The Amish Country Killing


Edward Gingerich killed his wife Katie, on March 18, 1993. It was a cold gray Tuesday at dusk preceded by several days of snow.

The 28-year-old Amish man attacked his spouse, Katie, in front of two of their children who witnessed the scene in stunned amazement and horror. In the kitchen of their western Pennsylvania farmhouse, he knocked her down to the ground, crushed her skull by stomping on her face, ripped off her clothes, and then opened up her stomach with a kitchen knife. After he open up her stomach, he relentlessly removed her heart, spleen, lungs, liver, ovaries, and intestines through the seven inch gash from the knife, stacking them one by one in a neat pile next to her dead body. Within an hour, volunteer ambulance personnel from a nearby village stared at the bloody body without organs nude on the kitchen floor and at the knife plunged into the dripping mounds of organs.

Edward Gingerich a tall, pale skinned, lumber mill operator was arrested by the Pennsylvania state Police at a dirt road intersection near his farmhouse. When arrested by the police officers he was covered in blood, was wide-eyed and virtually incoherent. The Amish man continued to mumble biblical passages and made vague remarks to and about the devil.

The killing of his wife amazed Gingerich’s non-Amish neighbors. The told reporters and police investigators that he did indeed suffer from a mental illness, but had never exhibited any tendencies or reaction toward violence.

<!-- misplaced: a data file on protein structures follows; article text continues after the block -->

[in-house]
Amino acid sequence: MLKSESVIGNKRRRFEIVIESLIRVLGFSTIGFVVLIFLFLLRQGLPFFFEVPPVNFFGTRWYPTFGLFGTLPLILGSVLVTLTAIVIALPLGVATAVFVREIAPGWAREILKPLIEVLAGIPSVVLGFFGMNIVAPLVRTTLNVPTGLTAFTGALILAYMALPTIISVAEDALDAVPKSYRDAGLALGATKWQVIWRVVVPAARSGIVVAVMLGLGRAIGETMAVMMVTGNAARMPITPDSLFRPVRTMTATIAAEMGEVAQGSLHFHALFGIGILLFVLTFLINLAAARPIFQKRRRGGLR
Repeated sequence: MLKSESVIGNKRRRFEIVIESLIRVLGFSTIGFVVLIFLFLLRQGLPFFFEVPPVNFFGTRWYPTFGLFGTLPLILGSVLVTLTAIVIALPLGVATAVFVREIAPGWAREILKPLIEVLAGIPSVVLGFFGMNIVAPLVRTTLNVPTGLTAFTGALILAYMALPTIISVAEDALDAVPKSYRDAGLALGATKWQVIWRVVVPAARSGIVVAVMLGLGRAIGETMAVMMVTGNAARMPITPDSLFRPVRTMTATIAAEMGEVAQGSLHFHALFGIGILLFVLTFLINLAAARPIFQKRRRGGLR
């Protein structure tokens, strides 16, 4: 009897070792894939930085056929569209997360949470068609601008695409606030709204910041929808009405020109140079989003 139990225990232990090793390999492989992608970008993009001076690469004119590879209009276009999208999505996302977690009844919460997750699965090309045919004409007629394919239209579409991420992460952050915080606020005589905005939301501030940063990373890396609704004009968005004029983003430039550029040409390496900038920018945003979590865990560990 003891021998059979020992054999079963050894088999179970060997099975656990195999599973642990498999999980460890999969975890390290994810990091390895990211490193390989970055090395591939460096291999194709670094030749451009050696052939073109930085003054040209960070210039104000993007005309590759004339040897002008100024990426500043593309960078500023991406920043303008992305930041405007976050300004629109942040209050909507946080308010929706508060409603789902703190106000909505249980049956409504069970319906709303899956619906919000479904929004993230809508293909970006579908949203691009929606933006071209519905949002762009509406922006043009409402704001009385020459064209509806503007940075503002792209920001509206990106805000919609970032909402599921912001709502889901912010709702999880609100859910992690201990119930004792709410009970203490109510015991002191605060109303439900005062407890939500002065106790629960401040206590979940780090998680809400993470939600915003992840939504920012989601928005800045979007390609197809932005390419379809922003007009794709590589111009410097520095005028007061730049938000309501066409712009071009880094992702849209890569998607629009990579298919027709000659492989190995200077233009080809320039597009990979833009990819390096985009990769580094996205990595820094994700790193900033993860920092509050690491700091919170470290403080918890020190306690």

For the first time in American history, an Amish man stood accused of homicide, raising a host of bewildering questioning. What had driven this quiet, easy going man to commit such a crime so ghastly as to defy description? Questions were raised very easily and very fast. Who was Edward Gingerich? What was or what is he? How would his family, the Amish community and Pennsylvania’s criminal justice system deal with this unique and definitely disturbing case? In the end, Edward Gingerich was found guilty of involuntary manslaughter and sentenced to imprisonment at the State Correctional Institution in Pittsburgh, Pennsylvania for only a minimum of two and a half years to a maximum of five years. I do not understand this sentence.
I have Amish relatives from Pennsylvania. When I spoke with my Uncle, the thoughts still haunt the Amish community to this day. Edward Gingerich, his name is not spoken of easily. Knowing what he put his wife through, his kids through, and definitely the Amish community.

As a forensic nurse it would most likely be psychologically devastating. Children were involved. Was he on some type of medication or illegal drugs? Was an urinalysis or blood sample taken? Does he have a history of psychological problems? Did he have any marks on him, from a struggle from his wife? What were the kids doing? What type of knife did he use? Did it match the type of cutting wounds that were on his wife? Did he cut her anywhere else? What exactly happened to make him do this? A forensic nurse needs to find the answers to these questions. Maybe nobody really identified these issues, and that’s why he only got a short term. Did anyone do any of these things listed? What was actually presented in front of the judge, to make him only get a short time?


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